53. The Catholic Church: Catholicity and Apostolicity
Why is the Church catholic or universal? –The Catholic Church is catholic or universal because, destined to last for all time, it never fails to fulfill the divine commandment to teach all nations all the truths revealed by God.
1. The very name of the Church is Catholic, that is, universal. Even its critics admit that it is catholic. It has existed in all ages since the time of Christ, and teaches all peoples of every nation the same faith…
Wherever we go, whether in Europe, America, Africa, Asia, or Australia, we shall find the Catholic Church established. Everywhere it teaches the same doctrines taught in the United States; everywhere it is ruled by the same Head recognized in the United States: the Pope.
When we say the Church is Catholic or universal, we understand that wherever it exists it must have the mark of unity. Otherwise it would not be the same body, but many separate bodies. Some heretical churches have branches in different countries, but they are really different bodies, because they change doctrines under different conditions.
2. The Church everywhere teaches all the doctrines that Christ commanded His Apostles to teach…
3. The True Church must be so organized that it can admit all men into its communion. This the Catholic Church does. Christ founded the Church for all men, not only for a selected few, He died for all men, and wishes the fruits of His death to do good to all men. At present only the Catholic Church is to be found all over the world, ministering to all races and peoples, to all classes of the population, poor or rich, wise or ignorant, saint or sinner. The Catholic Church is the only Church for Everyman.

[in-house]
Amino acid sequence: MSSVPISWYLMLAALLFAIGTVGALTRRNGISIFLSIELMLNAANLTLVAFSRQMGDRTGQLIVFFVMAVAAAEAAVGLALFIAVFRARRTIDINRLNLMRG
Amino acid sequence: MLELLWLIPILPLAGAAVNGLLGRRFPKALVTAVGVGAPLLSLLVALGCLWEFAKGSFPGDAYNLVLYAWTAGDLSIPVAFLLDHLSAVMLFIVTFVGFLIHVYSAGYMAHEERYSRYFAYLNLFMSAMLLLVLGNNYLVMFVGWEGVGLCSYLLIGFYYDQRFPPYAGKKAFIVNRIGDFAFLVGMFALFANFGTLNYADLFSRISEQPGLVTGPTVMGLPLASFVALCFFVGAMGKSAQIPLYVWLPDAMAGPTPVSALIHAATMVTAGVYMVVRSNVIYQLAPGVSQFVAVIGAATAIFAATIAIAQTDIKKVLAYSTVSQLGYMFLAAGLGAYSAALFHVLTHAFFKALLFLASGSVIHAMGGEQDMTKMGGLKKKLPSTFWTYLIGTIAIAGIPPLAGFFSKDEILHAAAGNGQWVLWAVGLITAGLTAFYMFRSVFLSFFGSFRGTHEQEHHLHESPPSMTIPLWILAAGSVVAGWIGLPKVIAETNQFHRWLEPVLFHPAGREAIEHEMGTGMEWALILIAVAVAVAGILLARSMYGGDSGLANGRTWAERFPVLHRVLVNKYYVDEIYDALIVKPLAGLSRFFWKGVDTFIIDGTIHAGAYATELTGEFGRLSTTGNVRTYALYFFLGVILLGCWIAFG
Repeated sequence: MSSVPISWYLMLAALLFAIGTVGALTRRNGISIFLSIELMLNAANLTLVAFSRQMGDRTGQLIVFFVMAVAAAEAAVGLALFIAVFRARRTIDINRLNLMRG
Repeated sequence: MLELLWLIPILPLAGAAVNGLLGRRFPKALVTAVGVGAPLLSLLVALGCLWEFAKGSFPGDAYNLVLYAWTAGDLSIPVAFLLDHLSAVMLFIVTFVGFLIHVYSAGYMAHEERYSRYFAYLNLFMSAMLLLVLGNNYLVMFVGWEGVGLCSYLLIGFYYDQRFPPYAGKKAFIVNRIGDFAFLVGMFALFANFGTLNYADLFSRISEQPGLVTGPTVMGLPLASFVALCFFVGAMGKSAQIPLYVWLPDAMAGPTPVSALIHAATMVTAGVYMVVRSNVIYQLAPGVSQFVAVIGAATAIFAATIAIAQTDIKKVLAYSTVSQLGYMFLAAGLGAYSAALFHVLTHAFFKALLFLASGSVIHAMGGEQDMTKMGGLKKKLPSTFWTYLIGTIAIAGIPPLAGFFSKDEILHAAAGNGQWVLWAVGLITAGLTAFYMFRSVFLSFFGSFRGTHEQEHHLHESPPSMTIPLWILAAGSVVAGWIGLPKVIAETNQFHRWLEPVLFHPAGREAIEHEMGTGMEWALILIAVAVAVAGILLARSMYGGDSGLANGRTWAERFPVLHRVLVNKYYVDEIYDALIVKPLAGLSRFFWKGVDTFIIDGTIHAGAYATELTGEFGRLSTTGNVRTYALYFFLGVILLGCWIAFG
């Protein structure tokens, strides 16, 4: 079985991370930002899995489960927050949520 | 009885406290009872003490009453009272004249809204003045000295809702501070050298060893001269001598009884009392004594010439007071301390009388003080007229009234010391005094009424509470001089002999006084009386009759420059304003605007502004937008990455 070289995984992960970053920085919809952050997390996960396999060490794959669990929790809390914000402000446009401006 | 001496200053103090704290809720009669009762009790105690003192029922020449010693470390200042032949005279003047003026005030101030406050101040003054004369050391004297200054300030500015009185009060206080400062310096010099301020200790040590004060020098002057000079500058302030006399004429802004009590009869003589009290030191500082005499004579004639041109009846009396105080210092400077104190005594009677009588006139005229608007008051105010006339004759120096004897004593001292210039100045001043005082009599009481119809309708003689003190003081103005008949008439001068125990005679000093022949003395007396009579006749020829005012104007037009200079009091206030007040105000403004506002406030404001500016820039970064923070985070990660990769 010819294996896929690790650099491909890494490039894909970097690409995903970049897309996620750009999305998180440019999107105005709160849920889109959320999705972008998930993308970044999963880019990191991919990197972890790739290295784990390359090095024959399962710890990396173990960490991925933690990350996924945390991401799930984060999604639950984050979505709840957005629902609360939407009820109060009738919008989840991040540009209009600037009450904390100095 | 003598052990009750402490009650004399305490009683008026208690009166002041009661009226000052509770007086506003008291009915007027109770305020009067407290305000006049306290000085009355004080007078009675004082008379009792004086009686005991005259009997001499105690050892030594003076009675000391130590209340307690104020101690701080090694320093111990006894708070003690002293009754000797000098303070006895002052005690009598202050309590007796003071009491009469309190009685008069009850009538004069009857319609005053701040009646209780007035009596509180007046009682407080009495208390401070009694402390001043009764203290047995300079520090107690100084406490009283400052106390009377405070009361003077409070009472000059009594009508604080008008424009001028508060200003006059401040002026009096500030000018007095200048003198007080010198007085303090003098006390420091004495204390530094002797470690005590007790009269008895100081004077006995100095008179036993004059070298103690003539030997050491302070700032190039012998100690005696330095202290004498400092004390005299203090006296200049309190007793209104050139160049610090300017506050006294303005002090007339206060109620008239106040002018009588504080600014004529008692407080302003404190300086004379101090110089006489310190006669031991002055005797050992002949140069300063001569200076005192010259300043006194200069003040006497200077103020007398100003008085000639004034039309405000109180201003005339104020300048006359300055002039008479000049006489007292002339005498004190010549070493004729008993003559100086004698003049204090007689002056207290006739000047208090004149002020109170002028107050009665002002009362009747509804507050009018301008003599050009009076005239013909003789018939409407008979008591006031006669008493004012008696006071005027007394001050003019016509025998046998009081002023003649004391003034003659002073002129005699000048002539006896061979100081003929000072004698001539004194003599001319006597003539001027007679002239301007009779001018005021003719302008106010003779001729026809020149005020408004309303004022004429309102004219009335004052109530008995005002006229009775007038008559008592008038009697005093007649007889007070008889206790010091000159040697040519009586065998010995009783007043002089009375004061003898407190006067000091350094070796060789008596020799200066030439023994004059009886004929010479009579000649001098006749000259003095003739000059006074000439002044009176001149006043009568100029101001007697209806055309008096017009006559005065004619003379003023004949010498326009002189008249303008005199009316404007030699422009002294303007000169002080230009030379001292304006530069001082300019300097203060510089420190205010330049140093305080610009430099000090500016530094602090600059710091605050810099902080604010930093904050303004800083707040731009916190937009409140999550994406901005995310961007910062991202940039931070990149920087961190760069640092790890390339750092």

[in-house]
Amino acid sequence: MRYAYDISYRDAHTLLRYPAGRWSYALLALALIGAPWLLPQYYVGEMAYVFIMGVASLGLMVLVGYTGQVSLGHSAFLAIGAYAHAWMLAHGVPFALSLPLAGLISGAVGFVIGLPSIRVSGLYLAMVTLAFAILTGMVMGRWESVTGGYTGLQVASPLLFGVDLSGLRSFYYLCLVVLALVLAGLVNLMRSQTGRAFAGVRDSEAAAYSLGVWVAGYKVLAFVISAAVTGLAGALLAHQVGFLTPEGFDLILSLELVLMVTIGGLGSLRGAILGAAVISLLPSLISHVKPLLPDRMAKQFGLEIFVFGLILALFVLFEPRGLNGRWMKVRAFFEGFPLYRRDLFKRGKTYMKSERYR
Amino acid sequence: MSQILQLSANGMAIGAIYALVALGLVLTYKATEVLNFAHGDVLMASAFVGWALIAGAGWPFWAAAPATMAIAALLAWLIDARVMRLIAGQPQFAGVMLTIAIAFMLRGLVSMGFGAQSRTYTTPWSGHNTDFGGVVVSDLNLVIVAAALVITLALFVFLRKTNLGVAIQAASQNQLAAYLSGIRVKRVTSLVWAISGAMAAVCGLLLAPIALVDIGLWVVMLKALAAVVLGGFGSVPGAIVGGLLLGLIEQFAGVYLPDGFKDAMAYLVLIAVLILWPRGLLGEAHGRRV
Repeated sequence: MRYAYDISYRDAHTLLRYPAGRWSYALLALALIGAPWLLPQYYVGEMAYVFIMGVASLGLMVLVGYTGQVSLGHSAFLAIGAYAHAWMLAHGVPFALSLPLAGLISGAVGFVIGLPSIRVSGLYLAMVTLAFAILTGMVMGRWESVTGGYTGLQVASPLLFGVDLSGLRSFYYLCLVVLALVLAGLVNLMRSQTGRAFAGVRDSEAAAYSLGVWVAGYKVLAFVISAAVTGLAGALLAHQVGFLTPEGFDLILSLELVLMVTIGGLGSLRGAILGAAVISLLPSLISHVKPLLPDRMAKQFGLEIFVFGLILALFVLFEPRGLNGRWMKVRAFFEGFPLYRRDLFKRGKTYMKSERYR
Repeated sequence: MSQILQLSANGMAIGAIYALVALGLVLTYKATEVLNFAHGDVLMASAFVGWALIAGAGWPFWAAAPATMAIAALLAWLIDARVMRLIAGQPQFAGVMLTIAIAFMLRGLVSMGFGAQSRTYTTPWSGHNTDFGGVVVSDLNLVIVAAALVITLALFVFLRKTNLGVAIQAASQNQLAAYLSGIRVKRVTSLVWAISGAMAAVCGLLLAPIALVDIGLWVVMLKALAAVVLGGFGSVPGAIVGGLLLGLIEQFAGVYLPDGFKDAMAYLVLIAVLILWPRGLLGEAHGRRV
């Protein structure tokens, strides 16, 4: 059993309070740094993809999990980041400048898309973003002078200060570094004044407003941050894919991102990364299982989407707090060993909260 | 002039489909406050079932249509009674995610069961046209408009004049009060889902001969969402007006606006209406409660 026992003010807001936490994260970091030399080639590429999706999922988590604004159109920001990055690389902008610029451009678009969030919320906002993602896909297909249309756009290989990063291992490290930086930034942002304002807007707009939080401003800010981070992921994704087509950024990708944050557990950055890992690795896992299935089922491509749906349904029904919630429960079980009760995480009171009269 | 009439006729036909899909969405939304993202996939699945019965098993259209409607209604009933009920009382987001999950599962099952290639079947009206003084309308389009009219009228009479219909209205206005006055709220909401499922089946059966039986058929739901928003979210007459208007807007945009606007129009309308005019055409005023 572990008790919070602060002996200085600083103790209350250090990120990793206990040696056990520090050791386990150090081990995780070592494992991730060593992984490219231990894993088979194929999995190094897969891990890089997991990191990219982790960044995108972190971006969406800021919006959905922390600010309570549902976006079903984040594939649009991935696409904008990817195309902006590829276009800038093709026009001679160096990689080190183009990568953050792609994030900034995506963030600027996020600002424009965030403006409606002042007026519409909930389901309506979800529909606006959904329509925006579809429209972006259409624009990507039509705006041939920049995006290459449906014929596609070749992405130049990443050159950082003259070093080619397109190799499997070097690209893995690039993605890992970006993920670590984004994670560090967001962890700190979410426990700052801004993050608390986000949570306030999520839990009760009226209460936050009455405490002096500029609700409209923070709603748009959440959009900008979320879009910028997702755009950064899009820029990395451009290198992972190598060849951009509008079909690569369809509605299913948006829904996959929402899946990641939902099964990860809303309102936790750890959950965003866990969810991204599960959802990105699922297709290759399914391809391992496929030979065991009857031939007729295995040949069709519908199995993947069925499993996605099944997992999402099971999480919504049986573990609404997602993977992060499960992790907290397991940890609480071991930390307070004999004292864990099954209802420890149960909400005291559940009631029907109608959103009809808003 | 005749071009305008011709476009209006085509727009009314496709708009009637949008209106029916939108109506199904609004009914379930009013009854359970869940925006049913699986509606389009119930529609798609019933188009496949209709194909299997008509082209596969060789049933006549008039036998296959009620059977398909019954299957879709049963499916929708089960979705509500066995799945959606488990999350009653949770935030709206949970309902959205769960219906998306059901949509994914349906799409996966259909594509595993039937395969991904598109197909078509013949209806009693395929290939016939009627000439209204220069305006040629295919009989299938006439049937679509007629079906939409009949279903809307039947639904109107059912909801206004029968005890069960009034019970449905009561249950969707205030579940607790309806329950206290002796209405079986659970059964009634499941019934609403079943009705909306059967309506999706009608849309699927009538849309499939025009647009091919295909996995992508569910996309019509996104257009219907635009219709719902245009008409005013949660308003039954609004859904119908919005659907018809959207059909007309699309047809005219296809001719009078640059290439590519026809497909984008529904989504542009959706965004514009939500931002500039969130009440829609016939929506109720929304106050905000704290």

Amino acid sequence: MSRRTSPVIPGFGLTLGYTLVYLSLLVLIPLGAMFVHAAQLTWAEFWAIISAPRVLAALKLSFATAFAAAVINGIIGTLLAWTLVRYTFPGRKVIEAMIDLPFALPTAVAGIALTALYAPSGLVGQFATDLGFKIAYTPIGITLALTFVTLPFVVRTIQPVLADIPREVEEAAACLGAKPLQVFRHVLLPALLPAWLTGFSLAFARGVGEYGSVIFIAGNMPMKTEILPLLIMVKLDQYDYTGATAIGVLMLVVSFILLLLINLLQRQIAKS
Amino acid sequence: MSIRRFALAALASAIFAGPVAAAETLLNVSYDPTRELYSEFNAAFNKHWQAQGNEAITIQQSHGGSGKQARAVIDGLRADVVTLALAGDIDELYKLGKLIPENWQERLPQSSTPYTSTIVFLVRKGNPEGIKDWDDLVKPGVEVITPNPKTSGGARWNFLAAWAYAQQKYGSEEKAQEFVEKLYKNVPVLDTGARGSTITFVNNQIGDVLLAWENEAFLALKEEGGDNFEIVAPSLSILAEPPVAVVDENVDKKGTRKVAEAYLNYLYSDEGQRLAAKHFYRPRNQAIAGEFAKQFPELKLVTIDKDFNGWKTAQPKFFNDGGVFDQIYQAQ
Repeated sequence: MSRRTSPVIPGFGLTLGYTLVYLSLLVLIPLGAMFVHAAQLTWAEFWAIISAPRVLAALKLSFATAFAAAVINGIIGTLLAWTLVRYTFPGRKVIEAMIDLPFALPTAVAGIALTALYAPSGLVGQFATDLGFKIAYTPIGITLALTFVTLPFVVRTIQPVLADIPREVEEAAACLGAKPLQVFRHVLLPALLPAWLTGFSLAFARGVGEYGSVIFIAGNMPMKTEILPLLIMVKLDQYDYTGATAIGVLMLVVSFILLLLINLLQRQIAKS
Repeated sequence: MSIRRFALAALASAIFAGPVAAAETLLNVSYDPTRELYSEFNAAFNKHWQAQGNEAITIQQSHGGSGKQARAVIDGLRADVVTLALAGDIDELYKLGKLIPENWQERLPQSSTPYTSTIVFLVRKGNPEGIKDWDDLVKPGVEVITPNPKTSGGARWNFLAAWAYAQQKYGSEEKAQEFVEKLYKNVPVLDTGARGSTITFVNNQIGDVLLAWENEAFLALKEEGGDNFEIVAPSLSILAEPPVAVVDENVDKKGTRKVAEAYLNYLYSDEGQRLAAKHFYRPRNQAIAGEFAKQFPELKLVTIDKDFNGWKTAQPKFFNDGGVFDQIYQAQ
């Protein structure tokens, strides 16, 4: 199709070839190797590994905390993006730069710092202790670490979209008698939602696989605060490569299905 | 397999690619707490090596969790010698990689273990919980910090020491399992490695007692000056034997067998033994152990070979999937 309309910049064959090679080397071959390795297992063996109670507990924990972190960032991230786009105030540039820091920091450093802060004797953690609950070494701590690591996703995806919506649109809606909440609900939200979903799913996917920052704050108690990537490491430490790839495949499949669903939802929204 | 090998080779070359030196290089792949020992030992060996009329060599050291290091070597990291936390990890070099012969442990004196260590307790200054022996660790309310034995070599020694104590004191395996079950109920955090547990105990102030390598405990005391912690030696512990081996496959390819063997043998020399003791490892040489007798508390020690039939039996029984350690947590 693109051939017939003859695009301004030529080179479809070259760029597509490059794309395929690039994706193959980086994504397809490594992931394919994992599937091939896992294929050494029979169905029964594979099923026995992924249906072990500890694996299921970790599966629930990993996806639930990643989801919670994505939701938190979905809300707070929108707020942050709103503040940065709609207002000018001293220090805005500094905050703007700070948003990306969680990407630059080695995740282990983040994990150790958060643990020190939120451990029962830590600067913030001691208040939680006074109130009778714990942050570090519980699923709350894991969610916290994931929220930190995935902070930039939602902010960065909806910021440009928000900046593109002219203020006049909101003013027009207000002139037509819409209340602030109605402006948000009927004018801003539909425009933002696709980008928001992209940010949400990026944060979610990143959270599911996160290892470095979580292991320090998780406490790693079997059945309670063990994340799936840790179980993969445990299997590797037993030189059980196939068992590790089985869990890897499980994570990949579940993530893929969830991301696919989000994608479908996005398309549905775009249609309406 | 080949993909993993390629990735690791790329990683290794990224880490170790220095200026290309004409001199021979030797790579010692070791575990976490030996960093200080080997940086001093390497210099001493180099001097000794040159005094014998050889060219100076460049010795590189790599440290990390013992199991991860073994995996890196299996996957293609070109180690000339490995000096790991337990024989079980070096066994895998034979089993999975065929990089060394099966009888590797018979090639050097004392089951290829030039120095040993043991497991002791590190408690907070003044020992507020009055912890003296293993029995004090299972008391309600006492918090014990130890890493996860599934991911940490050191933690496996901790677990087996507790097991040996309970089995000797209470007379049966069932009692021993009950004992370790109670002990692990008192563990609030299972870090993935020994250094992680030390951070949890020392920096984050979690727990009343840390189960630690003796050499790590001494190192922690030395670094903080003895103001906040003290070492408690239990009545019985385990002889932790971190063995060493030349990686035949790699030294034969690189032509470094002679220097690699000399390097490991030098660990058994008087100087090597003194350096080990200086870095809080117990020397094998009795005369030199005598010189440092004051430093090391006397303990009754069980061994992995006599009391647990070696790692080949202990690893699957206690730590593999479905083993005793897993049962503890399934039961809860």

Most denominations are national; all are localized. For example: in Germany the Kaiser used to be the head of the Lutheran Church; in Russia the Czar used to be head of the Russian Church. The Queen of England is head of the Anglican Church. (Bishop Morrow, My Catholic Faith, p. 106-107)…
Great! Now that we have our materials all laid out, we will build our list of what makes the Catholic Church…um…well…CATHOLIC:
- Because the Church was instituted by Christ and because He is present in her.
- Christ gave His Church the “the fullness of the means of salvation”
- Christ also gave His Church a mission to spread the Gospel to all the ends of the earth.
- Because Christ made His Church for all men, not just a select few. Christ died for ALL!
- Because the Church is universal in time, place, and doctrine.
- She is universal in time because she remains throughout time since Christ.
- She is universal in place because she is in all places. Meaning, the Church’s mission to spread the Gospel to all places. No corner of the universe can ever be denied; we’ll get to them all…eventually!
- She is universal in doctrine because the same doctrine Christ taught to the Apostles is still handed down today.
All righty! I believe that leaves us with one final Mark of the Church: APOSTOLIC. We will get to that tomorrow, and then maybe a final roundup of any lingering issues or questions followed by our standard break.
Saint Alexander, pray for us!